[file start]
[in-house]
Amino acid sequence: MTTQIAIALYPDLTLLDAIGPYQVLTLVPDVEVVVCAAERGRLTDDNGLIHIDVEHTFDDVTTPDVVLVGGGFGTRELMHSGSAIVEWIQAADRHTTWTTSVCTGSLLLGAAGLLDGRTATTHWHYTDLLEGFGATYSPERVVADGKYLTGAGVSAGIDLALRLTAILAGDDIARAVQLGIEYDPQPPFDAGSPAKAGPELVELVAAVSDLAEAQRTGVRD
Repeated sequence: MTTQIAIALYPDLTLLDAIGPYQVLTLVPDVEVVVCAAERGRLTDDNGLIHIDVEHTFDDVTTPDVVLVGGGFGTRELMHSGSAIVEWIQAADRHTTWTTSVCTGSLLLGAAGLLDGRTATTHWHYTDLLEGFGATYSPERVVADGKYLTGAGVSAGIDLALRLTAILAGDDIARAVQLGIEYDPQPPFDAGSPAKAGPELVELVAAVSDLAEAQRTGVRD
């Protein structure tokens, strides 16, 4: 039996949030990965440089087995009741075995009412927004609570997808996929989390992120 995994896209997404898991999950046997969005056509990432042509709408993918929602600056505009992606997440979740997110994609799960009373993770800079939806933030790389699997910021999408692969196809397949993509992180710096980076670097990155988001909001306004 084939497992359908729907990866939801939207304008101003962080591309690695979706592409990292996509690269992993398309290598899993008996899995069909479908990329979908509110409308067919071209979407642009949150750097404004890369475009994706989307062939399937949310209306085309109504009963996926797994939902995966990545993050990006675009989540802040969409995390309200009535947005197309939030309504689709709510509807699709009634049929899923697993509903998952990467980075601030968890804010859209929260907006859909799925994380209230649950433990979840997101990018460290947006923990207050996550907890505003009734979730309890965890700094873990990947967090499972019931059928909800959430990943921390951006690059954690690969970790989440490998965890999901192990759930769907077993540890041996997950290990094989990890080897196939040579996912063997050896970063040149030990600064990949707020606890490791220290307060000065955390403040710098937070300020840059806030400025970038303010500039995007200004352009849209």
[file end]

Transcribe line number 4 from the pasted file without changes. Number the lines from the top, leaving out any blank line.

């Protein structure tokens, strides 16, 4: 039996949030990965440089087995009741075995009412927004609570997808996929989390992120 995994896209997404898991999950046997969005056509990432042509709408993918929602600056505009992606997440979740997110994609799960009373993770800079939806933030790389699997910021999408692969196809397949993509992180710096980076670097990155988001909001306004 084939497992359908729907990866939801939207304008101003962080591309690695979706592409990292996509690269992993398309290598899993008996899995069909479908990329979908509110409308067919071209979407642009949150750097404004890369475009994706989307062939399937949310209306085309109504009963996926797994939902995966990545993050990006675009989540802040969409995390309200009535947005197309939030309504689709709510509807699709009634049929899923697993509903998952990467980075601030968890804010859209929260907006859909799925994380209230649950433990979840997101990018460290947006923990207050996550907890505003009734979730309890965890700094873990990947967090499972019931059928909800959430990943921390951006690059954690690969970790989440490998965890999901192990759930769907077993540890041996997950290990094989990890080897196939040579996912063997050896970063040149030990600064990949707020606890490791220290307060000065955390403040710098937070300020840059806030400025970038303010500039995007200004352009849209």